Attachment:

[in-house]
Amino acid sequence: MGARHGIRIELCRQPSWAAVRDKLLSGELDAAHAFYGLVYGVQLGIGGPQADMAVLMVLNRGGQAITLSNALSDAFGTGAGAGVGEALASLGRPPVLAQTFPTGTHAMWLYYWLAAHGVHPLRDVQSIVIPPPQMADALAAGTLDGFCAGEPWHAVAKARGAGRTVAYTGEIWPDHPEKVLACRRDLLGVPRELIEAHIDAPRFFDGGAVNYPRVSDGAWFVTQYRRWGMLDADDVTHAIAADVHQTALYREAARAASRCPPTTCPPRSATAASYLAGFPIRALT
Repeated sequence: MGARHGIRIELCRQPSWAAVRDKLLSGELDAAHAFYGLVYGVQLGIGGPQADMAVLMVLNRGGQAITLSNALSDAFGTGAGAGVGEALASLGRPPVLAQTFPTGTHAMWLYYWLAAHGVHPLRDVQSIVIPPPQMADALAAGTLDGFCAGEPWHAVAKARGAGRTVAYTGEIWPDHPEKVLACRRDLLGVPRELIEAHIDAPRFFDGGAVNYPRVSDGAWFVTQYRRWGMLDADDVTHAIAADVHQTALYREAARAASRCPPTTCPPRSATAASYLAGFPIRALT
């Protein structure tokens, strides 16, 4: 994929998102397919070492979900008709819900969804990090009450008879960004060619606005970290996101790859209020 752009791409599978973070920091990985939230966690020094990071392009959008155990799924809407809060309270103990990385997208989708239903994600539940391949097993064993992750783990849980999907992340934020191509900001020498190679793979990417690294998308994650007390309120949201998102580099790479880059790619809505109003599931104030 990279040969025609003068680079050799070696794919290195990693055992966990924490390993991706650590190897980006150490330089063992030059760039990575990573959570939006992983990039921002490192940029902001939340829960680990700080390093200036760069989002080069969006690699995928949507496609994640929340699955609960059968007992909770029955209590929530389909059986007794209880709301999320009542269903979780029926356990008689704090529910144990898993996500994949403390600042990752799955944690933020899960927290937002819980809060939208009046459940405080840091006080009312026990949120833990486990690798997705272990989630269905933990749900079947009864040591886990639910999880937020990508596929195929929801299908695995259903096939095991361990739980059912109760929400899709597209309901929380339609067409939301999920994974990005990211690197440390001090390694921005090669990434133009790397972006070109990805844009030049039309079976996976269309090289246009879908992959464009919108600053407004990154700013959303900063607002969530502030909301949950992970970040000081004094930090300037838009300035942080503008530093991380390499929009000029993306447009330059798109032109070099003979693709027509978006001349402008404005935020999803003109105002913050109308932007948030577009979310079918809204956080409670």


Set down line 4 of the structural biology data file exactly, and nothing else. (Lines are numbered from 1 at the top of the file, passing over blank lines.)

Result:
């Protein structure tokens, strides 16, 4: 994929998102397919070492979900008709819900969804990090009450008879960004060619606005970290996101790859209020 752009791409599978973070920091990985939230966690020094990071392009959008155990799924809407809060309270103990990385997208989708239903994600539940391949097993064993992750783990849980999907992340934020191509900001020498190679793979990417690294998308994650007390309120949201998102580099790479880059790619809505109003599931104030 990279040969025609003068680079050799070696794919290195990693055992966990924490390993991706650590190897980006150490330089063992030059760039990575990573959570939006992983990039921002490192940029902001939340829960680990700080390093200036760069989002080069969006690699995928949507496609994640929340699955609960059968007992909770029955209590929530389909059986007794209880709301999320009542269903979780029926356990008689704090529910144990898993996500994949403390600042990752799955944690933020899960927290937002819980809060939208009046459940405080840091006080009312026990949120833990486990690798997705272990989630269905933990749900079947009864040591886990639910999880937020990508596929195929929801299908695995259903096939095991361990739980059912109760929400899709597209309901929380339609067409939301999920994974990005990211690197440390001090390694921005090669990434133009790397972006070109990805844009030049039309079976996976269309090289246009879908992959464009919108600053407004990154700013959303900063607002969530502030909301949950992970970040000081004094930090300037838009300035942080503008530093991380390499929009000029993306447009330059798109032109070099003979693709027509978006001349402008404005935020999803003109105002913050109308932007948030577009979310079918809204956080409670």